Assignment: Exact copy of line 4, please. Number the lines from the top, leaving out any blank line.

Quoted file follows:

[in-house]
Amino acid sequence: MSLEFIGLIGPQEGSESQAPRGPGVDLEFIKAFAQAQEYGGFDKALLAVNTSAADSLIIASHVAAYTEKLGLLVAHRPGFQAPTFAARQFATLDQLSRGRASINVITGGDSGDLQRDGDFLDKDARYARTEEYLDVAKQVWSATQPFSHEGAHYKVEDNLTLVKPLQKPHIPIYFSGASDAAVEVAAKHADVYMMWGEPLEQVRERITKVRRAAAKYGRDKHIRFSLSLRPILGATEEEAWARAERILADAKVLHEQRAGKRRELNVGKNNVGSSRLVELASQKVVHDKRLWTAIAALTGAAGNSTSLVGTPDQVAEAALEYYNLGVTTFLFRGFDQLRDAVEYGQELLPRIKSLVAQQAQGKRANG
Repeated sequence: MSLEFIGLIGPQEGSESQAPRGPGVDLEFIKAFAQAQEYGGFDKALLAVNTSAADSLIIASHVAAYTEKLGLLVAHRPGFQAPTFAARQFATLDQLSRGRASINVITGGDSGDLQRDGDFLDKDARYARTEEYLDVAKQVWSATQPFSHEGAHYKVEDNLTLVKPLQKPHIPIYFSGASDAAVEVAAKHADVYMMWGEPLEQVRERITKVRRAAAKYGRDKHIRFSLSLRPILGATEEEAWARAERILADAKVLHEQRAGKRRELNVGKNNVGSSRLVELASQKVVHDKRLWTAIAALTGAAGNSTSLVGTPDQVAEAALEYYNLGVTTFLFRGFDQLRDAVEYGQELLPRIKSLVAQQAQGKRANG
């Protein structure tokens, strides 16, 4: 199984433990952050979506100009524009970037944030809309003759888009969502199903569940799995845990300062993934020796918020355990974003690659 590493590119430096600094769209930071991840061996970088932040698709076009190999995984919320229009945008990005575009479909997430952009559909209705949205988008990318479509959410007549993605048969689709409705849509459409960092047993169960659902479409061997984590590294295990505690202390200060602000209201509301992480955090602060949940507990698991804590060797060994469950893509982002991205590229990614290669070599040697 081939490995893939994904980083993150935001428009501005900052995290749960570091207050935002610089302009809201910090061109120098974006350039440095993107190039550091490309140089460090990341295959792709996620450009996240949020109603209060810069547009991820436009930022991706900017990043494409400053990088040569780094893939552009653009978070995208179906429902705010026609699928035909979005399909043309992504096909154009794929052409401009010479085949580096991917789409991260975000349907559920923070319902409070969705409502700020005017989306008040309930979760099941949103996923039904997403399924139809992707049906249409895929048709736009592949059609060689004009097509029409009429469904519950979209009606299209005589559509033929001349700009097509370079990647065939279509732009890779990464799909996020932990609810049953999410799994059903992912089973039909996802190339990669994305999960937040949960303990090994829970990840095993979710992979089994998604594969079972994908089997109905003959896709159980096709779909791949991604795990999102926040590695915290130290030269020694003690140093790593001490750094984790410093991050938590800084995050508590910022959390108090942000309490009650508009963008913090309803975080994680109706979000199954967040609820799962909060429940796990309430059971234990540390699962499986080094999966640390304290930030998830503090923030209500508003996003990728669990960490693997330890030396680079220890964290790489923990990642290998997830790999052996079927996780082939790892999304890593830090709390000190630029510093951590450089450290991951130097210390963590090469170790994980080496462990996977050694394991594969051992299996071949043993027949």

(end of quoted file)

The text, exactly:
């Protein structure tokens, strides 16, 4: 199984433990952050979506100009524009970037944030809309003759888009969502199903569940799995845990300062993934020796918020355990974003690659 590493590119430096600094769209930071991840061996970088932040698709076009190999995984919320229009945008990005575009479909997430952009559909209705949205988008990318479509959410007549993605048969689709409705849509459409960092047993169960659902479409061997984590590294295990505690202390200060602000209201509301992480955090602060949940507990698991804590060797060994469950893509982002991205590229990614290669070599040697 081939490995893939994904980083993150935001428009501005900052995290749960570091207050935002610089302009809201910090061109120098974006350039440095993107190039550091490309140089460090990341295959792709996620450009996240949020109603209060810069547009991820436009930022991706900017990043494409400053990088040569780094893939552009653009978070995208179906429902705010026609699928035909979005399909043309992504096909154009794929052409401009010479085949580096991917789409991260975000349907559920923070319902409070969705409502700020005017989306008040309930979760099941949103996923039904997403399924139809992707049906249409895929048709736009592949059609060689004009097509029409009429469904519950979209009606299209005589559509033929001349700009097509370079990647065939279509732009890779990464799909996020932990609810049953999410799994059903992912089973039909996802190339990669994305999960937040949960303990090994829970990840095993979710992979089994998604594969079972994908089997109905003959896709159980096709779909791949991604795990999102926040590695915290130290030269020694003690140093790593001490750094984790410093991050938590800084995050508590910022959390108090942000309490009650508009963008913090309803975080994680109706979000199954967040609820799962909060429940796990309430059971234990540390699962499986080094999966640390304290930030998830503090923030209500508003996003990728669990960490693997330890030396680079220890964290790489923990990642290998997830790999052996079927996780082939790892999304890593830090709390000190630029510093951590450089450290991951130097210390963590090469170790994980080496462990996977050694394991594969051992299996071949043993027949």